BKK K-Pop Transurbanism
Location: Bkk -Seoul
Type: Installation
Status: finalist
Year: August 2020
Collaborators:                    Kanchaporn Kieatkhajornrit, Pattharaprapa Thongprasert

BKK K-Pop trans-urbanism is a proposed empirical research to reflect on the huge effects, both online and offline, of Kpop culture in Bangkok. KPop phenomena, obviously extremely relevant in Korea, have been generally omitted from critical dissertations as mistakenly associated with only a few epidermical aspects. Since the saboted Tulsa rally and endorsement to Black Lives Matter movement, and the most recent financial support to the students protests in Bangkok, it has been evident that Kpop fandoms are redefining different forms of togetherness and politics, exercised both online and offline, in remote gatherings and in the physical space of our cities.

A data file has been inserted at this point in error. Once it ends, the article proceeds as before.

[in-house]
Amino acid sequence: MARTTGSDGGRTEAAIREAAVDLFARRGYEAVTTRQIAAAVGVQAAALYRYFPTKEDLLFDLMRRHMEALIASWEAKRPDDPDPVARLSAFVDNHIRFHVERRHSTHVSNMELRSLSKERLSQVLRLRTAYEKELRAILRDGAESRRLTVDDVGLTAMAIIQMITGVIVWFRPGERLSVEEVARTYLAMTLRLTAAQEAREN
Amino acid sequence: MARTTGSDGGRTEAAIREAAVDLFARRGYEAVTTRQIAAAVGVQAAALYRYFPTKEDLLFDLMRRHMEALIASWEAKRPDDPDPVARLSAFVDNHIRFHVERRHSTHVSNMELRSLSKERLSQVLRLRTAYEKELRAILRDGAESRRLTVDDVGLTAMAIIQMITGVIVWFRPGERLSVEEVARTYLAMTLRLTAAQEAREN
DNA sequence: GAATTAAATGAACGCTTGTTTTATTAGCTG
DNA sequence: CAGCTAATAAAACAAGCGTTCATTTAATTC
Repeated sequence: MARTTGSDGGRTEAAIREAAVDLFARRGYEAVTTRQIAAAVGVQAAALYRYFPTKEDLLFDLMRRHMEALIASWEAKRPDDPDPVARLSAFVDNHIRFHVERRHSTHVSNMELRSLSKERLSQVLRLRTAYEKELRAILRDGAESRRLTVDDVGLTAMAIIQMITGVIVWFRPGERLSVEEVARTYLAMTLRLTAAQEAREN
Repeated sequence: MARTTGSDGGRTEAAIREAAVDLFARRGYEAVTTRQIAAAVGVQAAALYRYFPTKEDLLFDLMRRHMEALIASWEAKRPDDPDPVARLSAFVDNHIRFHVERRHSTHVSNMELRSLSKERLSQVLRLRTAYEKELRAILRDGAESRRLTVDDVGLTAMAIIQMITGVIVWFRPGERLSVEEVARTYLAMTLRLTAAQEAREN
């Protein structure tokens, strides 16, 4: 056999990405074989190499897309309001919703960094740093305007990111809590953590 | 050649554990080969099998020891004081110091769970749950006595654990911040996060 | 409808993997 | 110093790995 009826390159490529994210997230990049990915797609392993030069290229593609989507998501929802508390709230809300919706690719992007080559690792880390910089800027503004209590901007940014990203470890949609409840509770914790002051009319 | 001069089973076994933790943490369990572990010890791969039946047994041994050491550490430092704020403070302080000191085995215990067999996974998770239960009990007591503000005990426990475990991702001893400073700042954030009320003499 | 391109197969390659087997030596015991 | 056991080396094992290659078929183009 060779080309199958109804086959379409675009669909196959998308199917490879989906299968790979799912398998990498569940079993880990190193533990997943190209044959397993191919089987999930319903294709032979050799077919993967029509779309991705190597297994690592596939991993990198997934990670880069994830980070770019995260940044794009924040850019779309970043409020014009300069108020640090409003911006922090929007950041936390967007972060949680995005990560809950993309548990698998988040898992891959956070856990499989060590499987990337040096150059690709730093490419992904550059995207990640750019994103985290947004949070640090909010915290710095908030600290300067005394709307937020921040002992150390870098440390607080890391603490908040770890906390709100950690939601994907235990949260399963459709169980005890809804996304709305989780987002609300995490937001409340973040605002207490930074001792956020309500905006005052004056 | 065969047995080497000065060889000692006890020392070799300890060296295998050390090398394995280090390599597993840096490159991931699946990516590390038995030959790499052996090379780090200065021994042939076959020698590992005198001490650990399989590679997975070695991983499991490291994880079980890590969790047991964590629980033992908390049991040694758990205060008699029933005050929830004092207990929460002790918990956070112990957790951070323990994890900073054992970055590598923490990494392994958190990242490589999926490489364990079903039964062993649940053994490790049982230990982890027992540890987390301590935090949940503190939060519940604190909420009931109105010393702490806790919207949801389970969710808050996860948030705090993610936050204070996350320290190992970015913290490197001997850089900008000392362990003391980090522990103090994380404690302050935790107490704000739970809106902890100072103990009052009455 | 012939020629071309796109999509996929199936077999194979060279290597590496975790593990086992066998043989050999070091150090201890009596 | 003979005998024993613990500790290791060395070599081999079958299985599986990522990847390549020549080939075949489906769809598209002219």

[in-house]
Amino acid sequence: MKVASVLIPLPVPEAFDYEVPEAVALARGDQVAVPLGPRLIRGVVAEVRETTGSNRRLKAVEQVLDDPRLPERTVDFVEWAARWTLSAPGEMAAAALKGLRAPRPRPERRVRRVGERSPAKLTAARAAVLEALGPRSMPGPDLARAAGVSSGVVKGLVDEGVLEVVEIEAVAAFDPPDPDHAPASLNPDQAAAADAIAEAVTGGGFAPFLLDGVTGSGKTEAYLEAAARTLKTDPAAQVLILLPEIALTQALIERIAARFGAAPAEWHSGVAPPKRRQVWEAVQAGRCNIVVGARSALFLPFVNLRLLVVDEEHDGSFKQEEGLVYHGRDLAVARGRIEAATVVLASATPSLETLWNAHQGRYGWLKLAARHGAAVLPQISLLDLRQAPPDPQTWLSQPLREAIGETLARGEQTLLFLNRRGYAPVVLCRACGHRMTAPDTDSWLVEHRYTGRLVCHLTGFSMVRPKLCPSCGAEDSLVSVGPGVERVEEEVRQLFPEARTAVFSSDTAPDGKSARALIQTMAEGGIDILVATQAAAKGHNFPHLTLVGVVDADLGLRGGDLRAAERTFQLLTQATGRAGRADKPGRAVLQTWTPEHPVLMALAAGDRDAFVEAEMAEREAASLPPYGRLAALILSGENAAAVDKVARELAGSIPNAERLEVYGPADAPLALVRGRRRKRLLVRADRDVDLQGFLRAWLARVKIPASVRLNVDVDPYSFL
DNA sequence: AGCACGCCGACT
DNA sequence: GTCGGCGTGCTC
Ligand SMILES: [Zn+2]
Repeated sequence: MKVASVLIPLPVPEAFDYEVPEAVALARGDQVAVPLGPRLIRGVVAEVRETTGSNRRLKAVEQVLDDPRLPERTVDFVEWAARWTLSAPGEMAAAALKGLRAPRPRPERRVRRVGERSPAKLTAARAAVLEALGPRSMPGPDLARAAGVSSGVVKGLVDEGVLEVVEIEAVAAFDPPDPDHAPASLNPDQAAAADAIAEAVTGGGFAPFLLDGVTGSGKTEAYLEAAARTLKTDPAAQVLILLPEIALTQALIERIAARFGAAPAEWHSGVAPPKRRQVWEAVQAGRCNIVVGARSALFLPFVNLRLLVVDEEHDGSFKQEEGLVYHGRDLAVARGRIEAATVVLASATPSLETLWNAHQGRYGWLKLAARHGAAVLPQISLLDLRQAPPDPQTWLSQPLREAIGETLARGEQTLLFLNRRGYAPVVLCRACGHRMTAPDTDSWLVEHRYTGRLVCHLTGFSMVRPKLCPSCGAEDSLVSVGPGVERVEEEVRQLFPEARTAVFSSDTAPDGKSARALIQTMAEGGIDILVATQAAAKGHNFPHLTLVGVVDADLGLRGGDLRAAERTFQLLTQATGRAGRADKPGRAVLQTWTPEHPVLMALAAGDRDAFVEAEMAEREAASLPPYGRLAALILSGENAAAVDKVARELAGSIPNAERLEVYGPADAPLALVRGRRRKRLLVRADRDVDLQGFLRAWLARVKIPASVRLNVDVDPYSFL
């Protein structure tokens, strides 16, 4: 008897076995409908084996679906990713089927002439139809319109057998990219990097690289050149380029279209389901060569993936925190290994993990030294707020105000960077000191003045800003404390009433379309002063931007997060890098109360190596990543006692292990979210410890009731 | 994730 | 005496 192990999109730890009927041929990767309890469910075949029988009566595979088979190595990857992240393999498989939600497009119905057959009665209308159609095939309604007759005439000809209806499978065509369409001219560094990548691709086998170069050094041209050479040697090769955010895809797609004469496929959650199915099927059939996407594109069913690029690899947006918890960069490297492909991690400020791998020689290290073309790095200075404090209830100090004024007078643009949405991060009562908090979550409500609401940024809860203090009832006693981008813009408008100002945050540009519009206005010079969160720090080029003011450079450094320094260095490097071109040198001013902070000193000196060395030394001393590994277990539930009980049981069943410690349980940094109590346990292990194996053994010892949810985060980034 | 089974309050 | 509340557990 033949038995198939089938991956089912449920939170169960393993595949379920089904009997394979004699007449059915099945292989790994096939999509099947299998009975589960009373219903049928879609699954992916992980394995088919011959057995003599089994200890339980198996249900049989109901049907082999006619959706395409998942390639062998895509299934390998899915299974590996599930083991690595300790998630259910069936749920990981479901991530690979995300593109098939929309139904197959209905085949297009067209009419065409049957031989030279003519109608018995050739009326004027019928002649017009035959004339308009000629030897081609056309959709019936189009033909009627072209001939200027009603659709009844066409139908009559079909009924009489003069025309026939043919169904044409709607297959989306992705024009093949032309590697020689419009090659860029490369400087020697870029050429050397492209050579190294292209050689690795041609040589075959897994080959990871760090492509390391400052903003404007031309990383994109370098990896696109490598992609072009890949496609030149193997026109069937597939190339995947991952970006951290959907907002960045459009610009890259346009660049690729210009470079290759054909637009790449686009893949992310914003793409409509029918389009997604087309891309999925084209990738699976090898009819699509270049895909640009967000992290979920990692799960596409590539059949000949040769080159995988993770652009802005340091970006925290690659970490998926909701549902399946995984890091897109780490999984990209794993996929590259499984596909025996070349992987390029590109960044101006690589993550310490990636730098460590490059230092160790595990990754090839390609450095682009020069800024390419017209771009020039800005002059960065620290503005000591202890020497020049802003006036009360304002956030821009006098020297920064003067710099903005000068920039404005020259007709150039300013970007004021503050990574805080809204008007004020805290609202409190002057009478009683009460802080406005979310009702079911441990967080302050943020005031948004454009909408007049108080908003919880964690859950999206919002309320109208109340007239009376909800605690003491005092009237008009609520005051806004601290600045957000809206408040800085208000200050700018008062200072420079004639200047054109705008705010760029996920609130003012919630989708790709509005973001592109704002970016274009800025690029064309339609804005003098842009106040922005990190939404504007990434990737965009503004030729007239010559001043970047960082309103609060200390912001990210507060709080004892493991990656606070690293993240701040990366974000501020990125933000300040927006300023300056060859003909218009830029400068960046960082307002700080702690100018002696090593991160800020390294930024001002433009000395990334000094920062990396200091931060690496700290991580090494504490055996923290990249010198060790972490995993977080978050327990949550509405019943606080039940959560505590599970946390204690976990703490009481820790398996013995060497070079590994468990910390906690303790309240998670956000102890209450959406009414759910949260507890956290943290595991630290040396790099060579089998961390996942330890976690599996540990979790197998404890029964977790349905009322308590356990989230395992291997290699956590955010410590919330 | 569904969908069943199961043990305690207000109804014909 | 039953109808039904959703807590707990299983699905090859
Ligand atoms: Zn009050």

Those digital interactions expand and solidify the sense of proximity in virtual means, supported and vehicoled through specific “tones”, like the use of cuteness. Though cuteness fragile micro realities emerging online find offline comfort and space, materialized in the architecture of tiny crafts, markets,  and urban interiors. These micro exchanges, based on shared rituals of affections, are the first moments to root offline encounters.

Without forgetting a critical sight, we could recognize in the Kpop fandom a transurban model of close connections with distant crowds, based on relations between consume, trends, and entertainment, made of a heterogeneous materiality of affections, bodies, platforms, crafts, and social media. It’s relevant to know more, to understand how these new forms of publics navigate, express themselves, and influence the territories of our cities.